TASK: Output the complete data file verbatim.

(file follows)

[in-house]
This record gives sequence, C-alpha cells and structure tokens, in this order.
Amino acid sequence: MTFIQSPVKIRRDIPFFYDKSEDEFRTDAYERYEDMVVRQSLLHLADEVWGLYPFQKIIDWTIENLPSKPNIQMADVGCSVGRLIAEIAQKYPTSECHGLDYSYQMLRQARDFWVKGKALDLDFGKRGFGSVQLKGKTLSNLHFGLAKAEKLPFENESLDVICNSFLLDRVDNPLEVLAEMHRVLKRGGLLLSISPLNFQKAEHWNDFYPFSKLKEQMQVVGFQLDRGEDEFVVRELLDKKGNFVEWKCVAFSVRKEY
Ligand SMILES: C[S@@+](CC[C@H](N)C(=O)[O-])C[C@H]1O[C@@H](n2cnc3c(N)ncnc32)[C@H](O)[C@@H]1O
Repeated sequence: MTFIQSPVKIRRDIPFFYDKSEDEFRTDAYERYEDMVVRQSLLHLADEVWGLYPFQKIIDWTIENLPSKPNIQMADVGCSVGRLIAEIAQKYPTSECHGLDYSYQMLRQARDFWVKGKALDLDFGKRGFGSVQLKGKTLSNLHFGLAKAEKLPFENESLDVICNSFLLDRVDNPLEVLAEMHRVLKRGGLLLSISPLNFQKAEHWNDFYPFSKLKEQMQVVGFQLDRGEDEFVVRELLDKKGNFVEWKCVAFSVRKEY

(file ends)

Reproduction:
[in-house]
This record gives sequence, C-alpha cells and structure tokens, in this order.
Amino acid sequence: MTFIQSPVKIRRDIPFFYDKSEDEFRTDAYERYEDMVVRQSLLHLADEVWGLYPFQKIIDWTIENLPSKPNIQMADVGCSVGRLIAEIAQKYPTSECHGLDYSYQMLRQARDFWVKGKALDLDFGKRGFGSVQLKGKTLSNLHFGLAKAEKLPFENESLDVICNSFLLDRVDNPLEVLAEMHRVLKRGGLLLSISPLNFQKAEHWNDFYPFSKLKEQMQVVGFQLDRGEDEFVVRELLDKKGNFVEWKCVAFSVRKEY
Ligand SMILES: C[S@@+](CC[C@H](N)C(=O)[O-])C[C@H]1O[C@@H](n2cnc3c(N)ncnc32)[C@H](O)[C@@H]1O
Repeated sequence: MTFIQSPVKIRRDIPFFYDKSEDEFRTDAYERYEDMVVRQSLLHLADEVWGLYPFQKIIDWTIENLPSKPNIQMADVGCSVGRLIAEIAQKYPTSECHGLDYSYQMLRQARDFWVKGKALDLDFGKRGFGSVQLKGKTLSNLHFGLAKAEKLPFENESLDVICNSFLLDRVDNPLEVLAEMHRVLKRGGLLLSISPLNFQKAEHWNDFYPFSKLKEQMQVVGFQLDRGEDEFVVRELLDKKGNFVEWKCVAFSVRKEY